The Waiting, like Tom Petty said, is the hardest part - the final emergence of Hell, as told by Andy Sneap

With a gestation period that would have had an Elephant screaming for the induction stirrups, Hell's new record carries a lot of expectation on it's Satanic shoulders. Andy Sneap thinks it'll be worth the wait though...

Fate. Kismet. Some things work out in time, and there’s no telling how or why they happen – they just do. God moves in mysterious ways. 

Hell’s story follows such lines. Formed in 1982 from the ashes of such New Wave of British Heavy Metal bands as Race Against Time and Paralex, Hell was a sulfurous mix of old school metal mania with a proto-thrash attitude, the sheer brilliance of which stirred up a rabid following locally but, such were the difficulties facing bands of Hell’s stature in the early eighties, never managed to transfer to a wider market.

The band’s germinal spark was registered in some quarters, and Hell actually inked a deal with Belgian HM label Mausoleum in 1984. The label, unknown to the band, was in dire financial straits and, after keeping Hell dangling for a year without any activity, went bust, taking the band’s immediate fortunes down the gurgler with it.

The disappointment felt within the band’s inner sanctum was acute, and within a couple of years the band had fallen apart. In 1987 Hell’s driving force, guitarist/songwriter Dave Halliday, took his own life.

And that, ostensibly, was that. Until, around 2007/08, a combination of those circumstances about which we were speaking coalesced into a new lease of life for the band through, as new guitarist Andy Sneap says, ‘a bit of a chance to have a few drinks, get pissed and remember the old days!”

You read that right. Producer extraordinaire Andy Sneap, the man behind the desk for such stone metal classics as last years Blood of the Nations by Accept, is the new guitarist in Hell. Let’s let him take up the story.

“I was twelve when I first saw Hell, and I was always in the middle at the front of the stage whenever I saw them. I must have seen them about twenty times back then, and they were just a phenomenal band…”

By the time Hell had fizzled out Sneap was busying himself with his own band, Sabbat, who burned brightly themselves at the end of the eighties before finding a fickle public turning against their particularly vicious brand of thrash, thus facilitating Sneap’s move to the other side of the control room window. But back to Hell. I muse that maybe their lack of success all those years ago was maybe due to their music, which was ahead of it’s time in 1982?

“I think you’re right. I lot of the stuff I’m reading about the band now lumps us in with the NWOBHM, but, whilst all the guys came from bands of that era, by the time Hell got together the NWOBHM was really dead on its arse. Hell was definitely leaning towards what was coming, you can see those early pictures of Slayer and see where they were coming from... that’s where Hell were,  so I think it’s fair to say that, yes – the band was a bit ahead of it’s time then. And now, well, there’s nothing on the metal scene that sounds like it again!”

He’s right there. The band’s upcoming album, the utterly terrific Human Remains will be reviewed at length on MaF closer to its release date next month – suffice to say its dizzying mix of heaviness and flair has not been heard around these parts for a long, long time.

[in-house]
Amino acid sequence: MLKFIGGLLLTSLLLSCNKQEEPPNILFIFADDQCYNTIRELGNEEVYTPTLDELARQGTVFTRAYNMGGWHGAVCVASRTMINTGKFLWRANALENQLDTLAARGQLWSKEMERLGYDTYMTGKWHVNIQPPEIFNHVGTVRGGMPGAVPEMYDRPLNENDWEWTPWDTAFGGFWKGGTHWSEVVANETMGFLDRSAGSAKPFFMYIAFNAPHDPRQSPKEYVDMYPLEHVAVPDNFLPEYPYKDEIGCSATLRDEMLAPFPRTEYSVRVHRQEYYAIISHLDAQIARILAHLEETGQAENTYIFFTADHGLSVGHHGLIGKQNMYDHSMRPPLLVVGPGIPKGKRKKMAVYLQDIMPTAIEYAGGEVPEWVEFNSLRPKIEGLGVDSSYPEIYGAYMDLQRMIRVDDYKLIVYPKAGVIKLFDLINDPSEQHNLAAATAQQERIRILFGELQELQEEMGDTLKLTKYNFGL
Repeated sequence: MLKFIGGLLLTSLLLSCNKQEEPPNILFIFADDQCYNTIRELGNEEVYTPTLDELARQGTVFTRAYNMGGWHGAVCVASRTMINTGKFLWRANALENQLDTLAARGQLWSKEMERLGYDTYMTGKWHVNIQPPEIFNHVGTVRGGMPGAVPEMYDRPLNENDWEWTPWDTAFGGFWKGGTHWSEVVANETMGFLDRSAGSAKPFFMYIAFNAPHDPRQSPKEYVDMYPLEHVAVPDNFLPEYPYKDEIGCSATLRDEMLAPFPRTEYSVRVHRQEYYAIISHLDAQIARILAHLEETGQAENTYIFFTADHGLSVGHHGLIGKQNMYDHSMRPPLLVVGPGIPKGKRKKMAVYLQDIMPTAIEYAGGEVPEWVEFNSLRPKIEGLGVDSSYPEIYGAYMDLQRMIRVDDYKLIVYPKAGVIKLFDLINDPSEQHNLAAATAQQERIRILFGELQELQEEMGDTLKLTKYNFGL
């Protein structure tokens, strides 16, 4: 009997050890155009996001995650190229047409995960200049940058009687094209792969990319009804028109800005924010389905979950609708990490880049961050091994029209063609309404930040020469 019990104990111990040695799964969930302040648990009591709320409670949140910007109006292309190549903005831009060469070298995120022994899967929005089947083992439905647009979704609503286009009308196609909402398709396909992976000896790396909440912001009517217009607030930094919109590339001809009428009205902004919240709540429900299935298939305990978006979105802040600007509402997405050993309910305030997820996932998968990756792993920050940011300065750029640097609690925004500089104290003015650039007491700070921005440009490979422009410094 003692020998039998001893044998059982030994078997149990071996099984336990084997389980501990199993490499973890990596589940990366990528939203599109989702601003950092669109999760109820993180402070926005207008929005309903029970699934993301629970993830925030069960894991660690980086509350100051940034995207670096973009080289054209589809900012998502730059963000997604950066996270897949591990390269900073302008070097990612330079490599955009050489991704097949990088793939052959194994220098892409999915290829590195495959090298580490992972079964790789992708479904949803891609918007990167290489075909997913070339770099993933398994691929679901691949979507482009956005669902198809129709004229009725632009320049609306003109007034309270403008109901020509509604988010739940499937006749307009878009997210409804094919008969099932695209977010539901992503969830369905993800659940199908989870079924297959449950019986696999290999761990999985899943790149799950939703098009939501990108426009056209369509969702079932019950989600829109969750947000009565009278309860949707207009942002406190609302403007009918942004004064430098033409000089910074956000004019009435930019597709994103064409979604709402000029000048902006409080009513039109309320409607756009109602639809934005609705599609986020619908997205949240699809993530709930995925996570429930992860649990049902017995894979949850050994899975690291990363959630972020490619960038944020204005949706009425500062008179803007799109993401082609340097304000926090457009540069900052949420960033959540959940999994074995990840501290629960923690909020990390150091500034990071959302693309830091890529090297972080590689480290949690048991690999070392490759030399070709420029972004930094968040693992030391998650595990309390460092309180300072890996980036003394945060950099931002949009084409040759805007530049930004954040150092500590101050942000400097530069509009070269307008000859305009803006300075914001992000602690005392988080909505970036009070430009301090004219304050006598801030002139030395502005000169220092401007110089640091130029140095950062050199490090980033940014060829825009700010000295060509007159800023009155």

“People don’t really seem to listen to metal these days and expect to be entertained” continues the affable axeman, getting really warmed up now.

“This album, I think, is really entertaining. It’s heavy, for sure-“
But not just for the sake of being heavy?
“That’s right. And every song has a theme, a story behind it. It’s refreshing after coming as I do from working with a lot of modern bands.”

Sneap touches on a key point here. The material on this album is nearly thirty years old. Was it a challenging process realizing Dave Halliday’s musical vision of the future actually in the um, as it were, future?

“Well I knew the material of course, and we met up periodically over the course of three years before this album was created which helped the recreative process. We really left most of the material as it was with the exception of a few riffs or solos here and there.”

And how did you approach playing Dave Halliday’s guitar parts? Did you play them as you remembered them or is it Hell with an Andy Sneap twist?

“During the recording process I actually preferred that Kev (Bower, Halliday’s six string sparring partner in the original band) played most of the parts, as he knew all the material from the old days. But there were just some parts that he couldn’t play, because his style is so totally different to Dave’s, and he asked me to play them.”

And you weren’t worried by that?

“Well, I started having guitar lessons with Dave when I was twelve, and the parts that Kev couldn’t play just seemed to come naturally to me, maybe because he was my teacher, I don’t know. But little things like my hand position against the strings, stuff like that which has seeped into my technique, made the whole thing very natural.”

And that brings us back to that fate thing. A form of synchronicity seems to be at work here.

“Maybe so. After all that’s gone on, maybe this is the time for this band.”

If 2011 is the band’s time, does that mean Hell has only a present but no future? I’ve heard there is enough material for another two albums…

“We are already planning, yes. About fifty percent of the next album will be original stuff from the old days, and fifty percent new material. Kev had totally given up on music, done nothing for years. Now he’s got keyboards and guitars coming out of his ears and the ideas are flowing out of him!”

So it’s fair to say you are a little bit excited at what the future holds for Hell.

“Just a bit, yes!”

And so are we. This is going to be one hell of a tale unfolding folks – stay tuned.